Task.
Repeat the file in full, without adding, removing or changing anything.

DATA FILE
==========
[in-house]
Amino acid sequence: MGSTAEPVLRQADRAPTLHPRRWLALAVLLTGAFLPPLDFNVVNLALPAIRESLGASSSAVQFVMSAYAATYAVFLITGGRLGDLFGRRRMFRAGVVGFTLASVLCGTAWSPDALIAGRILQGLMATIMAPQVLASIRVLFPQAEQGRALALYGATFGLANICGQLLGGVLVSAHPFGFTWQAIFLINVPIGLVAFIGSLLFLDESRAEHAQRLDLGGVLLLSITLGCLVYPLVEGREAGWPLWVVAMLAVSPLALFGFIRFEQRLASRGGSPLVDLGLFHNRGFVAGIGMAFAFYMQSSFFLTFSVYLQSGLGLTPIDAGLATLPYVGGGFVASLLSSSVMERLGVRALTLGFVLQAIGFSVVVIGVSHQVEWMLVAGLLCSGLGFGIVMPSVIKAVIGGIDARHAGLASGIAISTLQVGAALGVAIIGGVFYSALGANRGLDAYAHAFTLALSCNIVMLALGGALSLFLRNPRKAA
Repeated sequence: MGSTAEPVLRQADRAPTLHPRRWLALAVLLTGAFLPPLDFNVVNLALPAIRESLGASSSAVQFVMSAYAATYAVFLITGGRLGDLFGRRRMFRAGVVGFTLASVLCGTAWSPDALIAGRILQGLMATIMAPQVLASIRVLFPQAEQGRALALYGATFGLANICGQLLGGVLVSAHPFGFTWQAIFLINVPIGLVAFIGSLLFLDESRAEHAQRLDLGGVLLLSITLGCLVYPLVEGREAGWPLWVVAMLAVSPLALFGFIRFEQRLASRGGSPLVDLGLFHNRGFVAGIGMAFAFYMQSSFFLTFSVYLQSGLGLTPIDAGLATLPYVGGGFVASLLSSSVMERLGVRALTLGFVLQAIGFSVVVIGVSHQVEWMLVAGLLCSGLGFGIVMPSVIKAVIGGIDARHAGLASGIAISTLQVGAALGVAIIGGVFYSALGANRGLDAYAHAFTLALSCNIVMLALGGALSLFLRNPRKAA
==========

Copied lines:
[in-house]
Amino acid sequence: MGSTAEPVLRQADRAPTLHPRRWLALAVLLTGAFLPPLDFNVVNLALPAIRESLGASSSAVQFVMSAYAATYAVFLITGGRLGDLFGRRRMFRAGVVGFTLASVLCGTAWSPDALIAGRILQGLMATIMAPQVLASIRVLFPQAEQGRALALYGATFGLANICGQLLGGVLVSAHPFGFTWQAIFLINVPIGLVAFIGSLLFLDESRAEHAQRLDLGGVLLLSITLGCLVYPLVEGREAGWPLWVVAMLAVSPLALFGFIRFEQRLASRGGSPLVDLGLFHNRGFVAGIGMAFAFYMQSSFFLTFSVYLQSGLGLTPIDAGLATLPYVGGGFVASLLSSSVMERLGVRALTLGFVLQAIGFSVVVIGVSHQVEWMLVAGLLCSGLGFGIVMPSVIKAVIGGIDARHAGLASGIAISTLQVGAALGVAIIGGVFYSALGANRGLDAYAHAFTLALSCNIVMLALGGALSLFLRNPRKAA
Repeated sequence: MGSTAEPVLRQADRAPTLHPRRWLALAVLLTGAFLPPLDFNVVNLALPAIRESLGASSSAVQFVMSAYAATYAVFLITGGRLGDLFGRRRMFRAGVVGFTLASVLCGTAWSPDALIAGRILQGLMATIMAPQVLASIRVLFPQAEQGRALALYGATFGLANICGQLLGGVLVSAHPFGFTWQAIFLINVPIGLVAFIGSLLFLDESRAEHAQRLDLGGVLLLSITLGCLVYPLVEGREAGWPLWVVAMLAVSPLALFGFIRFEQRLASRGGSPLVDLGLFHNRGFVAGIGMAFAFYMQSSFFLTFSVYLQSGLGLTPIDAGLATLPYVGGGFVASLLSSSVMERLGVRALTLGFVLQAIGFSVVVIGVSHQVEWMLVAGLLCSGLGFGIVMPSVIKAVIGGIDARHAGLASGIAISTLQVGAALGVAIIGGVFYSALGANRGLDAYAHAFTLALSCNIVMLALGGALSLFLRNPRKAA